Analysis and evaluation

ShotAnalyzer offers the user extensive analysis possibilities in four areas:
 

 

1. Phase: Approach

In this phase, the following values can be analyzed more closely:
 

  1. Speed – display in ShotAnalyzer: P1GS
    This speed designates the mean speed with which the target is entered, measured in mm/s. The software calculates the mean speed from the point of entering the target to reaching the 8-point zone. The measured speed should be as steady as possible.
  2. Approach angle – display in ShotAnalyzer: P1AW
    The approach angle is defined as the mean angle measured from the point at which the target is entered to the center of the target.
    Good shots usually approach the center from above. ShotAnalyzer sets the angle when the target is approached directly from above to 0°. Deviations to the right are displayed with “+” values and deviations to left with “-” values. When the target is approached from the bottom, the software displays 180°.
    The differences between the approach angles should be as small and steady as possible since the target should always be approached from the same direction.
  3. Pendulum value – display in ShotAnalyzer: P1PW
    The pendulum value designates the mean distance between several measuring points and the approach line. The pendulum value is indicated in mm and should be as small as possible. This should ensure that the shooter approaches the target with as few variability as possible.

2. Phase: Aiming

In this phase, the following values can be analyzed more closely:
 

  1. Hold speed stability – display in ShotAnalyzer: P2GS
    Hold speed designates the speed of muzzle movements during aiming. The muzzle movements are measured. The slower the speed, the slower the movements in the last seconds before the shot is fired and the higher and more stable the hit values. In ShotAnalyzer, the hold speed designates the mean speed from the point the 8-point zone is entered until the shot is fired. It is indicated in mm/s. The hold speed should be as small and steady as possible.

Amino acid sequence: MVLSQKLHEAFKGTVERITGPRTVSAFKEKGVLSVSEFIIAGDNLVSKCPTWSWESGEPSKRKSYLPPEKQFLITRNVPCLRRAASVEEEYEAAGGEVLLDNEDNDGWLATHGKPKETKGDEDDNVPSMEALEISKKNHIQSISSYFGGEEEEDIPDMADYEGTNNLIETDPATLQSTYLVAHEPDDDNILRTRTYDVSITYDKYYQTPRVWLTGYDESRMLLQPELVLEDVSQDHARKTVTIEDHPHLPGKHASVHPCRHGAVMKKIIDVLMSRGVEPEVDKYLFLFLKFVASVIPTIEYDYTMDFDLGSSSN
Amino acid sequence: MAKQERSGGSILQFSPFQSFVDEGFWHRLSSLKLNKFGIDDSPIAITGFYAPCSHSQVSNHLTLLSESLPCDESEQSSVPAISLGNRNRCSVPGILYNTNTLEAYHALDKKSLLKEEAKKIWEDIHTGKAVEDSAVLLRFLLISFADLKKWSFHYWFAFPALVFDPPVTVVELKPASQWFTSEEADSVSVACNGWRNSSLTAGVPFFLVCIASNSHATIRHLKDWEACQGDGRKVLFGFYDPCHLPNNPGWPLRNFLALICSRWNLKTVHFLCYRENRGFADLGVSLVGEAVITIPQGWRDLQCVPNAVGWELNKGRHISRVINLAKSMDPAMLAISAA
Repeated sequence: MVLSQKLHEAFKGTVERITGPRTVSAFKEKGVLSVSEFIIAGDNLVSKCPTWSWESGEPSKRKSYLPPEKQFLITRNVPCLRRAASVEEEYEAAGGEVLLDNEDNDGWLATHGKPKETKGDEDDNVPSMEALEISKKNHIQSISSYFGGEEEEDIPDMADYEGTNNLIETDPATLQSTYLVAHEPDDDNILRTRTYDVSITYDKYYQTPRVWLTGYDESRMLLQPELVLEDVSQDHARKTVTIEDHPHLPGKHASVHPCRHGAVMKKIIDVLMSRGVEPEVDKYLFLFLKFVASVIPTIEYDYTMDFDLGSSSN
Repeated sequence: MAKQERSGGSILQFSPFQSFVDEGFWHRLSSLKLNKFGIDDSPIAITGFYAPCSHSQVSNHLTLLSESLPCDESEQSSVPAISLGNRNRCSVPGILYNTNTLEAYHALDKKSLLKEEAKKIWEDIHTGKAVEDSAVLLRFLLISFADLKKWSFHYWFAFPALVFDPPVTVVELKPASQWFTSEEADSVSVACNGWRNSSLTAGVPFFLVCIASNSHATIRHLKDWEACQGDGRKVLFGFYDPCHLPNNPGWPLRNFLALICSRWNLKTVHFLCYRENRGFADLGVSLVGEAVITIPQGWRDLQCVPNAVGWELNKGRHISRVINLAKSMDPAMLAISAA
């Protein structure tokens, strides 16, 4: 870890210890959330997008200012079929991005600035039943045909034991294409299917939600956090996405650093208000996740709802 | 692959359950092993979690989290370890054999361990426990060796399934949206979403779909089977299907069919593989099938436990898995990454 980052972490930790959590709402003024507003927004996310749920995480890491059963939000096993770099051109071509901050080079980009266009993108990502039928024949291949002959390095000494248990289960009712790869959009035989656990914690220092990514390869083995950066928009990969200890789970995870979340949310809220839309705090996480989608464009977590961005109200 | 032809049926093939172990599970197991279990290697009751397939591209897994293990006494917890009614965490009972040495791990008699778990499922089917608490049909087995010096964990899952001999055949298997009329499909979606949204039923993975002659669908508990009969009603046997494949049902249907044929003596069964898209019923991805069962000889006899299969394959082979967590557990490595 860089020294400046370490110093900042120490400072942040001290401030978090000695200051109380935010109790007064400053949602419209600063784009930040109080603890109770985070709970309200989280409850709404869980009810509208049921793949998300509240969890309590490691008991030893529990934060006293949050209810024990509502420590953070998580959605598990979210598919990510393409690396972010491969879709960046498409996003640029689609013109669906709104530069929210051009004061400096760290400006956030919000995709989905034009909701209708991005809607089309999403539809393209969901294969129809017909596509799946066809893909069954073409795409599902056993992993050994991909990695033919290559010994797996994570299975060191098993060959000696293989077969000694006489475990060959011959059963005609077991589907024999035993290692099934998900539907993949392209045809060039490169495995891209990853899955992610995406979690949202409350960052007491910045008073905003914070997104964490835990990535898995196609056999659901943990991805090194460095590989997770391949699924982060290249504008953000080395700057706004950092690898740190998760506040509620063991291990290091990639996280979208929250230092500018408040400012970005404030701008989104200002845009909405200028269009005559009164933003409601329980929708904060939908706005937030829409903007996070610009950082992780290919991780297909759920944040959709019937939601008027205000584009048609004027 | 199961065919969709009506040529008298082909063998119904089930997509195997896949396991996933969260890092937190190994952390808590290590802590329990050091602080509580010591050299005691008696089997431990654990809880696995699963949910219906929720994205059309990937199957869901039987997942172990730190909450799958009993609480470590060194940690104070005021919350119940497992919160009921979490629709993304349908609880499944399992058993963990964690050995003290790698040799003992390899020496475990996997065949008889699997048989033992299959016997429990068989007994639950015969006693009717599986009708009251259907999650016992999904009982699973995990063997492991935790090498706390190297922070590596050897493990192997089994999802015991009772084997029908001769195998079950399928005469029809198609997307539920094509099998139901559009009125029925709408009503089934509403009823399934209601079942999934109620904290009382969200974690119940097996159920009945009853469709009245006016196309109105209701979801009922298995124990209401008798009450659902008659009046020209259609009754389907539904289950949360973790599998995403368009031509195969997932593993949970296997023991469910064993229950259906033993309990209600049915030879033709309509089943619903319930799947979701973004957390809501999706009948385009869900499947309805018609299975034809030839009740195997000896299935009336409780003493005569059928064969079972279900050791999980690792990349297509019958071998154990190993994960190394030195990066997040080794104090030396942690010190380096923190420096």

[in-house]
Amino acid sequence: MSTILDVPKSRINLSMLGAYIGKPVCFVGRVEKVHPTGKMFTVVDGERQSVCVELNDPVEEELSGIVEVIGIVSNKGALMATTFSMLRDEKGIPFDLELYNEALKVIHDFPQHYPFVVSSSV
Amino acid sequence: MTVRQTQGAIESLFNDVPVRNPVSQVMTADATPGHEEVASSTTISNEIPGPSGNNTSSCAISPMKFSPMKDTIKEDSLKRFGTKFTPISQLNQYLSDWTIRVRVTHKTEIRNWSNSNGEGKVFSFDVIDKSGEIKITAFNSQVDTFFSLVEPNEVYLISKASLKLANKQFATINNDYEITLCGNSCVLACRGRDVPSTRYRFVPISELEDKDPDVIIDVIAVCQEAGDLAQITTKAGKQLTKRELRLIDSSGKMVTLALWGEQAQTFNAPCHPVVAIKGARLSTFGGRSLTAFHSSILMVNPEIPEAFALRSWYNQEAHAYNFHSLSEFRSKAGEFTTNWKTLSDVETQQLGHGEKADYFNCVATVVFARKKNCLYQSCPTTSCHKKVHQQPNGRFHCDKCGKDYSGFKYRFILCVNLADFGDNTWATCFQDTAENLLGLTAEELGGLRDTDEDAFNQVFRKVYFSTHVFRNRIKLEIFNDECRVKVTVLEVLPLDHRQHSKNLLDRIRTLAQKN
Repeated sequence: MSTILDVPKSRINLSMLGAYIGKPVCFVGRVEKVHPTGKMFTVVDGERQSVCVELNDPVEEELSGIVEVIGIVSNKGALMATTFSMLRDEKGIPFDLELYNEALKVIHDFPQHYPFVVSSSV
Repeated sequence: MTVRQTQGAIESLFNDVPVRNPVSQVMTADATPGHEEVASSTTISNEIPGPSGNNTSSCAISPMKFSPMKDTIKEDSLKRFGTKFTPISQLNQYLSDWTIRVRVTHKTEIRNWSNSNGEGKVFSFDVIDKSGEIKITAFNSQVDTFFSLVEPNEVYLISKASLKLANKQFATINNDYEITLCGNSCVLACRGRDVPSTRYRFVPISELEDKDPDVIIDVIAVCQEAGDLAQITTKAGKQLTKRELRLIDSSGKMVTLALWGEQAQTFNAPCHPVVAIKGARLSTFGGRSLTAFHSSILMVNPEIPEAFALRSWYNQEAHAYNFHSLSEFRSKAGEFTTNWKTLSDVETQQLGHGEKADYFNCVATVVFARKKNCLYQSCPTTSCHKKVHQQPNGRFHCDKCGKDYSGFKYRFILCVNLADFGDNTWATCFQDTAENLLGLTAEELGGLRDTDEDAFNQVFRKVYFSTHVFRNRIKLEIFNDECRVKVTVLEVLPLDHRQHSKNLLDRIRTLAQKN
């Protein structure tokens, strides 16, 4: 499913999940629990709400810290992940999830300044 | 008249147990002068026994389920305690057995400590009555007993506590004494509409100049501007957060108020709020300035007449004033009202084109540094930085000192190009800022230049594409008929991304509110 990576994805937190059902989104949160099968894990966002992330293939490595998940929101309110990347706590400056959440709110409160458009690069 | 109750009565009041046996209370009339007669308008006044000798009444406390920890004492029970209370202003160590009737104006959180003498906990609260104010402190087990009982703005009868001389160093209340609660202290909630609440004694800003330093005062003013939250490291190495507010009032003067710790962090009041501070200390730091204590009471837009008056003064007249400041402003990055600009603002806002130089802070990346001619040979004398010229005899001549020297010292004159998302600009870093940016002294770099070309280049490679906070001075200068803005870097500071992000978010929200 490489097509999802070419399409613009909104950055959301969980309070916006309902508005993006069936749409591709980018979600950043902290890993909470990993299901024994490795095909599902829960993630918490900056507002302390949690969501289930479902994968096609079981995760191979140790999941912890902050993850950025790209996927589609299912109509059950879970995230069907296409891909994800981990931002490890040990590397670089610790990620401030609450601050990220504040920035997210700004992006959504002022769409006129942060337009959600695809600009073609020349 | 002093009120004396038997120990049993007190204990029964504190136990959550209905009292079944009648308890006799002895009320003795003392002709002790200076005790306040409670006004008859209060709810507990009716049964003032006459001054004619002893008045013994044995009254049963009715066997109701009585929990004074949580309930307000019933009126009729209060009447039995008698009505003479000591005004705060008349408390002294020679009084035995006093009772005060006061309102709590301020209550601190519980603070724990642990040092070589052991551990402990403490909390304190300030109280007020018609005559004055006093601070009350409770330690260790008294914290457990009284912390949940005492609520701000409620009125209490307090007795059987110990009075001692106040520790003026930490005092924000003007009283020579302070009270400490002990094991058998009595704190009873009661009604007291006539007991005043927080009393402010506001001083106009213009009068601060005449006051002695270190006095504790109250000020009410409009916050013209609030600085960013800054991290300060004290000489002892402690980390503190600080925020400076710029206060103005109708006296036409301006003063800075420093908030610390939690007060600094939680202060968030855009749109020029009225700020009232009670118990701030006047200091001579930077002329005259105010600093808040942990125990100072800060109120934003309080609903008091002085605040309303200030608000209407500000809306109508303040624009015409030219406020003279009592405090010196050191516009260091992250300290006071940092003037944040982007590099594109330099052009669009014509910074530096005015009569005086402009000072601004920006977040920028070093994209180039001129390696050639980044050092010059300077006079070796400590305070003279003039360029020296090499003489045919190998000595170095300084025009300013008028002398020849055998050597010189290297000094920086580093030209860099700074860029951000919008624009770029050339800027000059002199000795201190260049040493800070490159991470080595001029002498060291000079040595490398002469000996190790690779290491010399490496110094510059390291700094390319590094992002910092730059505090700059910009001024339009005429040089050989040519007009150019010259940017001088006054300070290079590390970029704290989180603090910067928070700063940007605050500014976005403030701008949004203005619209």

2. Hold area
    The hold area designates the area to which a resting muzzle points directly before the shot. A good shot should be able to keep the muzzle in the 10 in the last second until the shot is fired. The shot is thus fired from a “safe” area.
    The following values can be analyzed in ShotAnalyzer. They should be as small as possible. They are indicated in square millimeters mm2:

    • Hold area 1s before the shot – display in ShotAnalyzer: P2H1
    • Hold area 200ms before the shot – display in ShotAnalyzer: P2H2
  3. Distance between the hit and the center of the hold area – display in ShotAnalyzer: P2SD
    In ShotAnalyzer, this value designates the distance between the midpoint of the hit and the hold area 1s before the shot. It is indicated in mm. The lower the value, the “cleaner” the shot has been fired and the trigger has not been jerked. Ideally, the hold area 1s before the shot is hit.
  4. Lowest point – display in ShotAnalyzer: P2PW
    The lowest point is the lowest point measured in a time period of 4 seconds before the shot is fired. It should be as close as possible to the target’s horizontal line. Read more here → Line of the lowest point

3. Phase: Follow-through

In this phase, the following values can be analyzed more closely:
 

  1. Follow-through area in the range of 0.3s to 1s after the shot – display in ShotAnalyzer: P3H1
    The process of following-through is important for an optimal shot since it prevents the pellet from being influenced by sudden and premature movements If the shooter interrupts the process, the shot can be disturbed fractions of seconds before it actually breaks.
    Why is there a delay of 0.3 seconds until the shot is calculated? When the shot is released, the muzzle of the rifle jumps slightly. This jump should not be taken into account for the calculations.
  2. Distance between the hit and the center of the follow-through area – display in ShotAnalyzer: P3SD
    In ShotAnalyzer, this value designates the distance between the midpoint of the hit and the midpoint of the follow-through area 0.3s to 1s after the shot. It is indicated in mm. The lower the value, the “cleaner” the shot has been fired and the trigger has not been jerked.

General values

The following values can be analyzed more closely:
 

  1. Difference in time between two shots
    System Scatt is used: If the calculation is made with Scatt data, this means that the distance in time between the last measured value of the previous shot and the first measured value of the most recent shot is calculated.
    System Scatt is not used: If the calculation is made without Scatt data, this means that the distance in time between the last shot and the most recent shot is calculated.
  2. Highlight good and bad values
    The top 20 % of the shots are marked in green, the bottom 20 % of the shots are marked in red.